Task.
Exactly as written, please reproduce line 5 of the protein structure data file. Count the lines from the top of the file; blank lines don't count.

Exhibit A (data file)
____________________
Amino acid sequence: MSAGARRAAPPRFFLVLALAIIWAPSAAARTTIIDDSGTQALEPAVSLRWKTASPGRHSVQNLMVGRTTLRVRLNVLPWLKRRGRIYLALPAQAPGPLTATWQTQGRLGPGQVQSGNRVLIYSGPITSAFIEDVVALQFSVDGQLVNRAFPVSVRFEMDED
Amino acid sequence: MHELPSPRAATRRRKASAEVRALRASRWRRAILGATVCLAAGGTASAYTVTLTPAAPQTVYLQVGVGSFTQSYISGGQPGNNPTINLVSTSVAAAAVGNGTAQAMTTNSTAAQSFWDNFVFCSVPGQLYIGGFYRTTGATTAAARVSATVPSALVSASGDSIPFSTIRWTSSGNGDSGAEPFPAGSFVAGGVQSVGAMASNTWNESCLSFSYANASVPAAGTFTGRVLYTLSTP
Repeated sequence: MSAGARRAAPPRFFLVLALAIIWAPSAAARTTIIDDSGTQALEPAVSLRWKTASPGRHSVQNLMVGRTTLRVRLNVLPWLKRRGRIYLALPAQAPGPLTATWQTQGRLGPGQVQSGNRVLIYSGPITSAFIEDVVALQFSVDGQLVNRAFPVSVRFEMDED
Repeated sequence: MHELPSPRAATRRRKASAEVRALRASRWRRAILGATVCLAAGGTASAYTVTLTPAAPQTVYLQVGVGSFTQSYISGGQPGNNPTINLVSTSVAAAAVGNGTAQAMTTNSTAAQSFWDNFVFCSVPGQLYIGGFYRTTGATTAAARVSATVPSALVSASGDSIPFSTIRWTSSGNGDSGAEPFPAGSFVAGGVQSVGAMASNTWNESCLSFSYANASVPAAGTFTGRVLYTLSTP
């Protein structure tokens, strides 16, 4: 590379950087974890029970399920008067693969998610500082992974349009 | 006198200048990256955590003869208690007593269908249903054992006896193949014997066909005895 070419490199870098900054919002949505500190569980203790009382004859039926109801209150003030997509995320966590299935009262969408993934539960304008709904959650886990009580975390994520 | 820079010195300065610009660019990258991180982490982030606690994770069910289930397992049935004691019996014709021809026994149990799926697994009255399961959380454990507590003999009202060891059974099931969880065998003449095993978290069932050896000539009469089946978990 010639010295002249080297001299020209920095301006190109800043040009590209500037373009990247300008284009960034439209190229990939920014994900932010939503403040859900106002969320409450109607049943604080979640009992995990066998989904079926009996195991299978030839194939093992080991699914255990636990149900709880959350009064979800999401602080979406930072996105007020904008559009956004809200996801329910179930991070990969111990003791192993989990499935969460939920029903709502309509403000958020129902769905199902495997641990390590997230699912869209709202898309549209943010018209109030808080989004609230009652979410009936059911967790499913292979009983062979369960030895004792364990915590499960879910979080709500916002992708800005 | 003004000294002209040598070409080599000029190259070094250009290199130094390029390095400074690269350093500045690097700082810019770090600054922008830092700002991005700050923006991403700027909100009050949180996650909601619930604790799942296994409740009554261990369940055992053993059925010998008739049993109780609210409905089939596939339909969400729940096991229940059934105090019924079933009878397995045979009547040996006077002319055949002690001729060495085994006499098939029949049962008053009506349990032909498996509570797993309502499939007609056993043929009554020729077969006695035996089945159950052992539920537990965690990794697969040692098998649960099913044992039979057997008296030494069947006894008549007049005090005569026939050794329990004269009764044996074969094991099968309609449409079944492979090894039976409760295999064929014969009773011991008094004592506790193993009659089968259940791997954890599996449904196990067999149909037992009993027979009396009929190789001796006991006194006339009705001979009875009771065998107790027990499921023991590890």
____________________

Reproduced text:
């Protein structure tokens, strides 16, 4: 590379950087974890029970399920008067693969998610500082992974349009 | 006198200048990256955590003869208690007593269908249903054992006896193949014997066909005895 070419490199870098900054919002949505500190569980203790009382004859039926109801209150003030997509995320966590299935009262969408993934539960304008709904959650886990009580975390994520 | 820079010195300065610009660019990258991180982490982030606690994770069910289930397992049935004691019996014709021809026994149990799926697994009255399961959380454990507590003999009202060891059974099931969880065998003449095993978290069932050896000539009469089946978990 010639010295002249080297001299020209920095301006190109800043040009590209500037373009990247300008284009960034439209190229990939920014994900932010939503403040859900106002969320409450109607049943604080979640009992995990066998989904079926009996195991299978030839194939093992080991699914255990636990149900709880959350009064979800999401602080979406930072996105007020904008559009956004809200996801329910179930991070990969111990003791192993989990499935969460939920029903709502309509403000958020129902769905199902495997641990390590997230699912869209709202898309549209943010018209109030808080989004609230009652979410009936059911967790499913292979009983062979369960030895004792364990915590499960879910979080709500916002992708800005 | 003004000294002209040598070409080599000029190259070094250009290199130094390029390095400074690269350093500045690097700082810019770090600054922008830092700002991005700050923006991403700027909100009050949180996650909601619930604790799942296994409740009554261990369940055992053993059925010998008739049993109780609210409905089939596939339909969400729940096991229940059934105090019924079933009878397995045979009547040996006077002319055949002690001729060495085994006499098939029949049962008053009506349990032909498996509570797993309502499939007609056993043929009554020729077969006695035996089945159950052992539920537990965690990794697969040692098998649960099913044992039979057997008296030494069947006894008549007049005090005569026939050794329990004269009764044996074969094991099968309609449409079944492979090894039976409760295999064929014969009773011991008094004592506790193993009659089968259940791997954890599996449904196990067999149909037992009993027979009396009929190789001796006991006194006339009705001979009875009771065998107790027990499921023991590890």